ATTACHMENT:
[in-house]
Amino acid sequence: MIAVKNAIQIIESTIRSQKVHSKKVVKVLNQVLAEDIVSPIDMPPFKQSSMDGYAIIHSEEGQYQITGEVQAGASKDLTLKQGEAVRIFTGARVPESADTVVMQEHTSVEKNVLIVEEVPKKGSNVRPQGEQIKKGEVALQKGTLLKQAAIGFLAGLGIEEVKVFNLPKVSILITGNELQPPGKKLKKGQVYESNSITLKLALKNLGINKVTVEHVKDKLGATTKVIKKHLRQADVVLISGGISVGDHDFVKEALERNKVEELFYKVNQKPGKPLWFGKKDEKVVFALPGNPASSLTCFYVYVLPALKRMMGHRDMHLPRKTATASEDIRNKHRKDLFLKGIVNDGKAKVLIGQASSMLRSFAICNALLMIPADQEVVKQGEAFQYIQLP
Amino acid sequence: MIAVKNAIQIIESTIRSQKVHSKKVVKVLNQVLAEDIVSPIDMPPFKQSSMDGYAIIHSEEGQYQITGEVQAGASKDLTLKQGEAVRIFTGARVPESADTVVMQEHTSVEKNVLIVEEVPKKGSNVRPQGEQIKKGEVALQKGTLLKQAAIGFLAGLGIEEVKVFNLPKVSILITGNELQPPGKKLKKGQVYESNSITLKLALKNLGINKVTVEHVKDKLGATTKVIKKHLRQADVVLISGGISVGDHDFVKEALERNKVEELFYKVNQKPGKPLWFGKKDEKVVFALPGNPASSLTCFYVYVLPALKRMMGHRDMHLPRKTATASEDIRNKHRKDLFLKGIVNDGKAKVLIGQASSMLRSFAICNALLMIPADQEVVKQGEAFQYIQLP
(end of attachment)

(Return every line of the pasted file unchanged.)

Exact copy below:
[in-house]
Amino acid sequence: MIAVKNAIQIIESTIRSQKVHSKKVVKVLNQVLAEDIVSPIDMPPFKQSSMDGYAIIHSEEGQYQITGEVQAGASKDLTLKQGEAVRIFTGARVPESADTVVMQEHTSVEKNVLIVEEVPKKGSNVRPQGEQIKKGEVALQKGTLLKQAAIGFLAGLGIEEVKVFNLPKVSILITGNELQPPGKKLKKGQVYESNSITLKLALKNLGINKVTVEHVKDKLGATTKVIKKHLRQADVVLISGGISVGDHDFVKEALERNKVEELFYKVNQKPGKPLWFGKKDEKVVFALPGNPASSLTCFYVYVLPALKRMMGHRDMHLPRKTATASEDIRNKHRKDLFLKGIVNDGKAKVLIGQASSMLRSFAICNALLMIPADQEVVKQGEAFQYIQLP
Amino acid sequence: MIAVKNAIQIIESTIRSQKVHSKKVVKVLNQVLAEDIVSPIDMPPFKQSSMDGYAIIHSEEGQYQITGEVQAGASKDLTLKQGEAVRIFTGARVPESADTVVMQEHTSVEKNVLIVEEVPKKGSNVRPQGEQIKKGEVALQKGTLLKQAAIGFLAGLGIEEVKVFNLPKVSILITGNELQPPGKKLKKGQVYESNSITLKLALKNLGINKVTVEHVKDKLGATTKVIKKHLRQADVVLISGGISVGDHDFVKEALERNKVEELFYKVNQKPGKPLWFGKKDEKVVFALPGNPASSLTCFYVYVLPALKRMMGHRDMHLPRKTATASEDIRNKHRKDLFLKGIVNDGKAKVLIGQASSMLRSFAICNALLMIPADQEVVKQGEAFQYIQLP